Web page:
- Some fund managers take a punt on small oil firms
- Expect bigger share price rebound with an oil recovery
- Focus on companies like Caza Oil, Bowleven, Soco
By Atul Prakash
LONDON, Feb 13 (Reuters) - After a rout in energy stocks on the back of a slump in crude oil prices, some fund managers have started fishing for smaller oil exploration companies, betting that a price recovery will lead them to outperform.
Smaller players, especially oil explorers, look much more attractive on valuation grounds than companies like BP BP.L and Royal Dutch Shell RDSa.L as their shares have fallen much more than oil majors during the sell-off, they said.
These stocks are not without risk -- unlike their more diversified and financially more robust bigger rivals, small firms are usually less able to offset a slump in oil prices. But investors say the potential rewards look attractive.
"I feel relatively confident that we have seen the bottom of the oil price. In such a scenario, high-beta (more volatile) plays like smaller oil explorers and service companies are the first to benefit," said Edmund Shing, global equity fund manager at BCS Asset Management.
"At these levels, they also become attractive M&A (takeover) targets as it may be cheaper for big companies to buy exploration firms than find new reserves. If oil prices gain, big players will become more confident, accumulate cash, cut capex and look for cheaper reserves."
Oil LCOc1 rose above $60 a barrel on Friday for the first time this year, with prices up more than 30 percent from a multi-year low in mid-January.
Shing said that in order to cut some risks, he was investing in firms having low debt and those which had hedged their future output. BCS recently bought Caza Oil & Gas CAZA.L , Bowleven BLVN.L , Soco International SIA.L , Eagle Rock Energy Partners EROC.O , Memorial Production Partners MEMP.O and Emerge Energy Services EMES.K .
Shares in the firms, except Memorial, are up 6 to 34 percent in the first two weeks of this month on a recovery in oil, which has gained 12 percent in February. In contrast oil majors like BP, BG Group and Shell are up 7 percent this month.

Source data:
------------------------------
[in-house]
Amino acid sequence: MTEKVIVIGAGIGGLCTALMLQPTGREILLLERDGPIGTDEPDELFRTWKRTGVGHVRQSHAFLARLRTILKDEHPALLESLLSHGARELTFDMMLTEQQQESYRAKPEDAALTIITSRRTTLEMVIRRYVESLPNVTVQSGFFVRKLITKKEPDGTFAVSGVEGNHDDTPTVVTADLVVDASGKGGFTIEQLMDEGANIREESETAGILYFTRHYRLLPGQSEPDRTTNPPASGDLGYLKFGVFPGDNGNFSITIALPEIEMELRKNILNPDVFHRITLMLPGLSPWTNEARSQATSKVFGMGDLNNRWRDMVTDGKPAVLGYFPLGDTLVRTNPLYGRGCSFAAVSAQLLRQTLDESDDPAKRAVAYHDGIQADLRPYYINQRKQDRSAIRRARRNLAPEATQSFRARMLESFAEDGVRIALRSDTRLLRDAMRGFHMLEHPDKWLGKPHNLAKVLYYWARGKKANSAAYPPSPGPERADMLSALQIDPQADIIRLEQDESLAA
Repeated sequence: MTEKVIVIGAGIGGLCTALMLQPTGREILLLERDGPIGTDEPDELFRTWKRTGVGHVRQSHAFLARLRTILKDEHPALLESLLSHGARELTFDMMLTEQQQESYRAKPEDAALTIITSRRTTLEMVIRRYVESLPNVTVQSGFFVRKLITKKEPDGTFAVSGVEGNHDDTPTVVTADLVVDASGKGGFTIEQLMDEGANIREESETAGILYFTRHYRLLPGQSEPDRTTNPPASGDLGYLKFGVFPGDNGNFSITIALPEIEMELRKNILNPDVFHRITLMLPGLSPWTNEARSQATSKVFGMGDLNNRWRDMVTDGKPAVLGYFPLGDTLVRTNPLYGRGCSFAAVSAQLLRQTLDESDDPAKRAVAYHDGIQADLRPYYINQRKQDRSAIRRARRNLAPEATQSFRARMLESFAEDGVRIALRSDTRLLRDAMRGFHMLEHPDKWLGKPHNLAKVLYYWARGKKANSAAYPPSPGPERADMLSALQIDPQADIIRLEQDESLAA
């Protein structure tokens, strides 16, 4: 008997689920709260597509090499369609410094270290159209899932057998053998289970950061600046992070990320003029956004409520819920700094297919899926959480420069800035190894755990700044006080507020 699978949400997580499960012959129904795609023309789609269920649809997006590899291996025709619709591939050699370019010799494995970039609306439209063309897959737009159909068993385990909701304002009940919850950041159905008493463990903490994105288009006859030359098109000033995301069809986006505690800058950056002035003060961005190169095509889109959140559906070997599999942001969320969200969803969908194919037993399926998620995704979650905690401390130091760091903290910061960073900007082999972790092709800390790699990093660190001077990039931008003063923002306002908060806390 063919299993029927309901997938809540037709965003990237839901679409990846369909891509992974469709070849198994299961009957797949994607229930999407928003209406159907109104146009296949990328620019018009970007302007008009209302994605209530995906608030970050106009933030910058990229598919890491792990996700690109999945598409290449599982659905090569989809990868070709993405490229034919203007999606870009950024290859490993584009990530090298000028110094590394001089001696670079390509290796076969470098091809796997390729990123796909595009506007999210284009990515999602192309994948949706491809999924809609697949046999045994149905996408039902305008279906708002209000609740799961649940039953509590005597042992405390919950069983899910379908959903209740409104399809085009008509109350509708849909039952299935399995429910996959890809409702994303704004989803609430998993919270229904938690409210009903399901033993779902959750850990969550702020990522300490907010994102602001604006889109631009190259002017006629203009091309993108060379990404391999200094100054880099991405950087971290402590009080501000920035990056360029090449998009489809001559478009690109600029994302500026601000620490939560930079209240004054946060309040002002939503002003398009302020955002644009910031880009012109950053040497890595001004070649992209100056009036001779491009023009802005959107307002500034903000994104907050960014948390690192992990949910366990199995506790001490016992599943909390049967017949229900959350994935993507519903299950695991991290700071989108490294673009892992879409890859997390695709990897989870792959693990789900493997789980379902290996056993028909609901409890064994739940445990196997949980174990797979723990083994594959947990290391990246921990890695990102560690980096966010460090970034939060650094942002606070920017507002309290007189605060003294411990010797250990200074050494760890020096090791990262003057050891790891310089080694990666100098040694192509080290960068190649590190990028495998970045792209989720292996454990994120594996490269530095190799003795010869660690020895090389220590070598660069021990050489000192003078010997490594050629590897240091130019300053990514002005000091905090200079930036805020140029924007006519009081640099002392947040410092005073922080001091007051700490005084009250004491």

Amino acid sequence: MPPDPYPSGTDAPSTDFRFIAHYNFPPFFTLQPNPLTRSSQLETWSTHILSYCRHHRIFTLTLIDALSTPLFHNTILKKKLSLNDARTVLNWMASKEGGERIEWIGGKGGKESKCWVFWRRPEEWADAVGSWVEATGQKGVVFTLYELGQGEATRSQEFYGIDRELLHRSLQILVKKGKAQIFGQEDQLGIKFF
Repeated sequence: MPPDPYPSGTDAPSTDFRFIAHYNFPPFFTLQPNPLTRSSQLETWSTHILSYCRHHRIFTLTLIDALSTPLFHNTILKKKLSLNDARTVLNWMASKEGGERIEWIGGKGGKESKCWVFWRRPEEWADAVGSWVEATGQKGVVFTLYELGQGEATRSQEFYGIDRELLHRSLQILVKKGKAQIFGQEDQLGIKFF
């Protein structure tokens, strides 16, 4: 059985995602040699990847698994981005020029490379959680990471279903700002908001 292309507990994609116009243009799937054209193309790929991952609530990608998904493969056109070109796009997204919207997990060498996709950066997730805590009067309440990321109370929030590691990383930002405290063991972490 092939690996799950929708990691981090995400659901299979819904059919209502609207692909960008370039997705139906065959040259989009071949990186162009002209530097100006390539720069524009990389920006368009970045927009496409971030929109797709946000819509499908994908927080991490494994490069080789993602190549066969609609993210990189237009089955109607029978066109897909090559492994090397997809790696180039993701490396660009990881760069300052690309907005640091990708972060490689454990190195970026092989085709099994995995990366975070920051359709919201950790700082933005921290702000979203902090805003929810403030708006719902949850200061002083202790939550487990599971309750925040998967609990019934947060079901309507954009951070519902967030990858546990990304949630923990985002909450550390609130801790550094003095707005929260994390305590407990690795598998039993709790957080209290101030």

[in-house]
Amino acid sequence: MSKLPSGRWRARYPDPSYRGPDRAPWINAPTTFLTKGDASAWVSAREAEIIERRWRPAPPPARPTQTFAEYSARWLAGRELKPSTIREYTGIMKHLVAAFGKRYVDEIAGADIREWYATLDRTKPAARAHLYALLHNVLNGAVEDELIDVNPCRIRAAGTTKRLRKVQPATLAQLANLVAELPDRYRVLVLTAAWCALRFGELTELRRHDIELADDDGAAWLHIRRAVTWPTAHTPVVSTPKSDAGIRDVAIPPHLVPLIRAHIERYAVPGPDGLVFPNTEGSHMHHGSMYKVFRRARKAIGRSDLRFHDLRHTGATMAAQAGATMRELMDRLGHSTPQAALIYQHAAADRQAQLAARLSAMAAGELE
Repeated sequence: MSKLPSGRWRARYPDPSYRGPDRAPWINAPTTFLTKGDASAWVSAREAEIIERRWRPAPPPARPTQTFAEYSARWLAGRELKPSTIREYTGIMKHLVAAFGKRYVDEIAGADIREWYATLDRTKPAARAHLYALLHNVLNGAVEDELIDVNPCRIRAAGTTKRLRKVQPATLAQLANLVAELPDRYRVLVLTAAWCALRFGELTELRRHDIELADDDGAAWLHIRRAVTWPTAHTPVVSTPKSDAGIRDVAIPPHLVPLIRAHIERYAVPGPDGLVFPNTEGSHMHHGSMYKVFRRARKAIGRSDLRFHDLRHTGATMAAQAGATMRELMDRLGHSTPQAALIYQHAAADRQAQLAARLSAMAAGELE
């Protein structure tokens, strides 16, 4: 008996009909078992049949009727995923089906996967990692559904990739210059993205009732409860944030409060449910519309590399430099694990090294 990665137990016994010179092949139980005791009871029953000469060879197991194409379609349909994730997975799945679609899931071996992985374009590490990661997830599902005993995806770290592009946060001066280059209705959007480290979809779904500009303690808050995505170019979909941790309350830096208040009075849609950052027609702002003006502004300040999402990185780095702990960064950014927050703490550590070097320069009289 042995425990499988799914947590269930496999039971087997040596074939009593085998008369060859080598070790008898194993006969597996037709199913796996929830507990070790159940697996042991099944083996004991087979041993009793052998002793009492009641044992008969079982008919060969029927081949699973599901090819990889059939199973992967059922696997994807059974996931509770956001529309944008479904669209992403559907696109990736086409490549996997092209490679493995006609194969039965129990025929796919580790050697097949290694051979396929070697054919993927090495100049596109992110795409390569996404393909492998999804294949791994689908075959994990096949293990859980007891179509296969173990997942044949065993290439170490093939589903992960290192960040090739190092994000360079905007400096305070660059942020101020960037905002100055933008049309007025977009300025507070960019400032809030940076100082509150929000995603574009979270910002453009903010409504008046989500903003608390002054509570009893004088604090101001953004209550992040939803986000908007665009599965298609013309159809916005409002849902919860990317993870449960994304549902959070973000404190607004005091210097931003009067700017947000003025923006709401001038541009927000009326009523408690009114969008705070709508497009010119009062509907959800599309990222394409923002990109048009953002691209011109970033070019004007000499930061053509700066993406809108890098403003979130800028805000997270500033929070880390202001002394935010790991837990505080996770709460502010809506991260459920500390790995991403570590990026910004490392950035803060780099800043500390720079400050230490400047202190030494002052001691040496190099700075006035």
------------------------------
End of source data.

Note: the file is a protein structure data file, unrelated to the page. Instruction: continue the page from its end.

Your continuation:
Thomson Reuters data shows smaller oil firms are cheaper. Memorial trades at 14 times its 12 month forward earnings, while firms like Bowleven have a negative price-to-earnings ratio, against 30 times for BG Group and 20 times for BP. The 12-month price-to-book ratio for smaller oil firms hovers between 0.2 to 0.6, against 1.1-1.6 for large players.
"Smaller oil companies were hit by a slump in crude oil prices in an indiscriminate manner, so for some that was an over-reaction. It does make sense at this juncture to start
looking at them," said Chris Rowland, buy-side energy analyst at investment management company Ecofin.
"We like those smaller oil-related names that are operating in cheaper oil basins and are well-hedged, and without pressing near-term debt repayments or covenant tests, which is leading us to look to buy selected U.S. names at this stage."
Investment banks are also positive on some smaller oil firms, with Morgan Stanley recently raising its stance on Soco to "equal weight" from "underweight" and Exane BNP Paribas hiking its target price for the company. UBS, which has a "buy" rating for Memorial Production, has increased its target price for the stock to $18 from $15 the stock. ID:nWNAB05XO6
That is not to say that Big Oil is no longer attractive -- after all, majors have fought to protect their dividends by cutting spending -- but investors are looking at different ways to play a potential recovery.
"We are still positive on the oil sector, but have become very selective," James Butterfill, global equity strategist at Coutts.